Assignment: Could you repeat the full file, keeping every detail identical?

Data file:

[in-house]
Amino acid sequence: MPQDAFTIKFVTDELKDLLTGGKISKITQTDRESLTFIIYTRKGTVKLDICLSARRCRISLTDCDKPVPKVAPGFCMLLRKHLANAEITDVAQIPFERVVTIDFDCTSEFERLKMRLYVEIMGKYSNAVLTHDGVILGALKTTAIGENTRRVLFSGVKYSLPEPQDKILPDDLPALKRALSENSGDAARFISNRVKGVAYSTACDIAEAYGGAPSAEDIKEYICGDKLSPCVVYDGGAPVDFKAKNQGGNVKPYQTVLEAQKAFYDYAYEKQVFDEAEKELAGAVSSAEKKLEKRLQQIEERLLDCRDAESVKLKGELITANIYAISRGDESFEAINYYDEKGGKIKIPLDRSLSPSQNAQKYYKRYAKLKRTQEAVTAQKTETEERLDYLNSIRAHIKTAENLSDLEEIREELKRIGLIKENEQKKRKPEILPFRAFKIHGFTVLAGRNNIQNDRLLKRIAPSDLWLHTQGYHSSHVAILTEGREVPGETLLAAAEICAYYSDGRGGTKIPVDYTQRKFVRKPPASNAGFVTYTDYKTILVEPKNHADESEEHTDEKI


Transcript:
[in-house]
Amino acid sequence: MPQDAFTIKFVTDELKDLLTGGKISKITQTDRESLTFIIYTRKGTVKLDICLSARRCRISLTDCDKPVPKVAPGFCMLLRKHLANAEITDVAQIPFERVVTIDFDCTSEFERLKMRLYVEIMGKYSNAVLTHDGVILGALKTTAIGENTRRVLFSGVKYSLPEPQDKILPDDLPALKRALSENSGDAARFISNRVKGVAYSTACDIAEAYGGAPSAEDIKEYICGDKLSPCVVYDGGAPVDFKAKNQGGNVKPYQTVLEAQKAFYDYAYEKQVFDEAEKELAGAVSSAEKKLEKRLQQIEERLLDCRDAESVKLKGELITANIYAISRGDESFEAINYYDEKGGKIKIPLDRSLSPSQNAQKYYKRYAKLKRTQEAVTAQKTETEERLDYLNSIRAHIKTAENLSDLEEIREELKRIGLIKENEQKKRKPEILPFRAFKIHGFTVLAGRNNIQNDRLLKRIAPSDLWLHTQGYHSSHVAILTEGREVPGETLLAAAEICAYYSDGRGGTKIPVDYTQRKFVRKPPASNAGFVTYTDYKTILVEPKNHADESEEHTDEKI